President Obama was on a roll — until Sunday night, when the White House released a broad package of tax proposals, the latest in the State of the Union prequel-a-thon.

Obama’s tax plan seeks to help the struggling middle class, address wage stagnation and reduce income inequality — paying for it with higher taxes on the rich. As with other ideas about immigration, community college, broadband Internet and mortgages, the president is trying to set the issue table for 2016 and prove that he’s no lame duck. But unlike with those other plans, tax reform was one of the few areas in which Obama had a shot at doing a deal with congressional Republicans. That’s less likely now — all because of his soak-the-rich framing.

Republicans will always and forever want to cut taxes. Democrats will always and forever want to raise taxes on the wealthy. But both sides agree on a lot, including that the U.S. tax code is too complex and needs streamlining; that numerous tax breaks could be consolidated; and that the tax system could do more to encourage work, help college students and retirees, and reduce penalties on married couples.

Many of Obama’s proposals share this common terrain. The fee that the president would impose on large, highly leveraged financial institutions resembles a bank tax proposed by former Rep. Dave Camp, R-Mich., who just retired as the House Ways and Means Committee chairman. Obama intends to triple the maximum tax credit for child care to up to $3,000. Republican Sen. Marco Rubio and Mike Lee have a similar proposal to help parents that instead centers on the child tax credit: They would augment the current credit of $1,000 with an additional $2,500 credit, and their credit would all be refundable (those without any tax liability would get a check from the government).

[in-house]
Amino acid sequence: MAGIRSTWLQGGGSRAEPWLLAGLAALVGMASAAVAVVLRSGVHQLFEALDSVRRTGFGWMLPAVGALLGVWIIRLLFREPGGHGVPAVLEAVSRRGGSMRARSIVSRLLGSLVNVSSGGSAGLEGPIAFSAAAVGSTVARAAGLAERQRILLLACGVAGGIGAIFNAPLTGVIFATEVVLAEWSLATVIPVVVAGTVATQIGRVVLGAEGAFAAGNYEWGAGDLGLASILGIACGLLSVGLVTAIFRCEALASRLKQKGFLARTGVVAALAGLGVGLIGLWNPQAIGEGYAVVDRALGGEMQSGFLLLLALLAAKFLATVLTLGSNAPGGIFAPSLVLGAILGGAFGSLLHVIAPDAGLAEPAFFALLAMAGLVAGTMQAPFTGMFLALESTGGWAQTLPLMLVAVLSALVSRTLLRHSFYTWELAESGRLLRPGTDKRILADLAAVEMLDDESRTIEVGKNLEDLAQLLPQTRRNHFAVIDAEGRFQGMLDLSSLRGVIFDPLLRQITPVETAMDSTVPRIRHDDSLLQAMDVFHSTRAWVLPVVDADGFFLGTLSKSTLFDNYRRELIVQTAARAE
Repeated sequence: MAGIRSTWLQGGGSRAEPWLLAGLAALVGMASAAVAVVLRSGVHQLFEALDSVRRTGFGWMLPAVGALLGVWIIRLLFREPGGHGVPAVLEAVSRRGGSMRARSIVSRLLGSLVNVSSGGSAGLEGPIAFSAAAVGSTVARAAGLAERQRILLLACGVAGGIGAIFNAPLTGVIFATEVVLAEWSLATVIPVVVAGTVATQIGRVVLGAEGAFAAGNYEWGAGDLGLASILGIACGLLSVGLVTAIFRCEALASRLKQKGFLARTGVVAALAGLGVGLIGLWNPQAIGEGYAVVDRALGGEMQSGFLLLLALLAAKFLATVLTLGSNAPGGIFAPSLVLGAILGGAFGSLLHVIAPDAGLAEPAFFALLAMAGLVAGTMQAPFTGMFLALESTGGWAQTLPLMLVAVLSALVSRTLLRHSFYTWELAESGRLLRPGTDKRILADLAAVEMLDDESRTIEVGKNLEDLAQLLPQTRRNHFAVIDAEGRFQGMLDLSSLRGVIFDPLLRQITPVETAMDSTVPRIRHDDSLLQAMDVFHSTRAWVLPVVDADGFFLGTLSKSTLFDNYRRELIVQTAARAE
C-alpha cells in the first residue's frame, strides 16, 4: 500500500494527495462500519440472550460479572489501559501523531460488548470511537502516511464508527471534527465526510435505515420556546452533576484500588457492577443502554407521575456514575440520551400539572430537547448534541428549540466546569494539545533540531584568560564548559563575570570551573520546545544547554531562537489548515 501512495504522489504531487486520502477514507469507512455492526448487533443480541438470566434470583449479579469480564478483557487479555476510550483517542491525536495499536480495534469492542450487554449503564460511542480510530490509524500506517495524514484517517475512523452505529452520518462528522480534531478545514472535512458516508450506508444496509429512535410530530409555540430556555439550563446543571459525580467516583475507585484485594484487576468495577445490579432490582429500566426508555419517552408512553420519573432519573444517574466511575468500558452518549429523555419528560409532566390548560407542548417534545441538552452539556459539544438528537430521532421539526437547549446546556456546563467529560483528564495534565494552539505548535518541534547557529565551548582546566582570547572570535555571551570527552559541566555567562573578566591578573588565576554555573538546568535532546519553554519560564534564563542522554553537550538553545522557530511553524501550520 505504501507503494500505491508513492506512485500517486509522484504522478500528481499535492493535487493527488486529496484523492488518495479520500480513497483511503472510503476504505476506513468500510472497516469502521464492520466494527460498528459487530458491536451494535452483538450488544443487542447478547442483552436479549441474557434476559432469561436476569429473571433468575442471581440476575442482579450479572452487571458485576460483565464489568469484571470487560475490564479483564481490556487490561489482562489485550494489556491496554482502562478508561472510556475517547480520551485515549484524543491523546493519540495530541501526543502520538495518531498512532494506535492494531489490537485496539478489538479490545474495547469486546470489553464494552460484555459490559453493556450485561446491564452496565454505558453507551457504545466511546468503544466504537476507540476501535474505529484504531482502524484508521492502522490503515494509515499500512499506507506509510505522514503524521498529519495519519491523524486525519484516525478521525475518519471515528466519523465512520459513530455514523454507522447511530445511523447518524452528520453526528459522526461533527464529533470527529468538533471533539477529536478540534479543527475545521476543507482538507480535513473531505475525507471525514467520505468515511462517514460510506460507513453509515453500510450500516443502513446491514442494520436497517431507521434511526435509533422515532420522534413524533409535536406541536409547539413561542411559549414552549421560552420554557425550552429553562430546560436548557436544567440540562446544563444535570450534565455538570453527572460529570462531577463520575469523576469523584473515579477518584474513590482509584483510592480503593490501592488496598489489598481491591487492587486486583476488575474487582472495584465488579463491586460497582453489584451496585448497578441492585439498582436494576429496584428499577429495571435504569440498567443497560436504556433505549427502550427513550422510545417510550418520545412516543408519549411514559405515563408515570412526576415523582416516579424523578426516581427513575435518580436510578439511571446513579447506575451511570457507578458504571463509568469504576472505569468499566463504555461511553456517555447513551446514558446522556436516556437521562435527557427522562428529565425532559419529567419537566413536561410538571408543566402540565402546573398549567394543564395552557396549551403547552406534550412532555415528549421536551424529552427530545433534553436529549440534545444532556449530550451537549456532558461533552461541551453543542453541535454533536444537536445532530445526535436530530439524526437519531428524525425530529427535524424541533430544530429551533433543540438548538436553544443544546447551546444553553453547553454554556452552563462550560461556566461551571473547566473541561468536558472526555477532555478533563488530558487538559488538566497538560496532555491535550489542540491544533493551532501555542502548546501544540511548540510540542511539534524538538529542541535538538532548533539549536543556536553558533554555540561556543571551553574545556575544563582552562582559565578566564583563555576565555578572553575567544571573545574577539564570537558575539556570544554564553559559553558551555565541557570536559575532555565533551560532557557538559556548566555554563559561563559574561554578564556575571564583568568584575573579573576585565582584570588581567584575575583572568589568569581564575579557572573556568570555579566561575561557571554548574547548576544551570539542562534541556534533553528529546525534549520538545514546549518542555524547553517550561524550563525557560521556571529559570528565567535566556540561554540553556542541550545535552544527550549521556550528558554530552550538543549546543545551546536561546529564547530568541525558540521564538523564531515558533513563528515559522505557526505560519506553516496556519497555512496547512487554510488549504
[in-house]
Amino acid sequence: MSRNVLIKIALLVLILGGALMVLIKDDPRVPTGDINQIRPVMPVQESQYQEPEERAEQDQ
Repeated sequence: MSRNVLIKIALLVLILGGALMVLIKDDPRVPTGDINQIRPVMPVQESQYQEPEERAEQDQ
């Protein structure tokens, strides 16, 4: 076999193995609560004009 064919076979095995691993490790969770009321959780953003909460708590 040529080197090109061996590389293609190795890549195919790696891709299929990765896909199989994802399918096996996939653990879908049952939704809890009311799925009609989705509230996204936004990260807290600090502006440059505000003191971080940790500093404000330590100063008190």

Obama’s suggested tax credit for second earners in a household — up to $500 for married couples when both spouses are employed, which would help overcome the hesitancy of lower-earning spouses to work — also echoes Rubio’s and Lee’s proposal. The improved earned-income tax credit already has won over some Republican leaders, including Rep. Paul Ryan, R-Wis., the new Ways and Means chairman. Even the president’s proposed 28 percent tax rate on investment income, up from 23.8 percent now, has Republican roots. It’s the same level as under then-President Ronald Reagan’s 1986 tax overhaul. Camp wouldn’t have gone that far, but he was willing to tax capital gains (after excluding the first 40 percent) at the same level as ordinary income, which would have been an increase for most of the wealthy.

Yet all of these details are obscured by Obama’s soak-the-rich message, one that Republicans won’t sign on to despite their desire to help the middle class. In the past, they would have proposed government spending cuts, yet all the easy trims (and even some tough ones) have been made, and the declining deficit has put them in a tough spot on this issue. That’s a tough spot Obama could have exploited for compromise had he not rhetorically boxed in Republicans.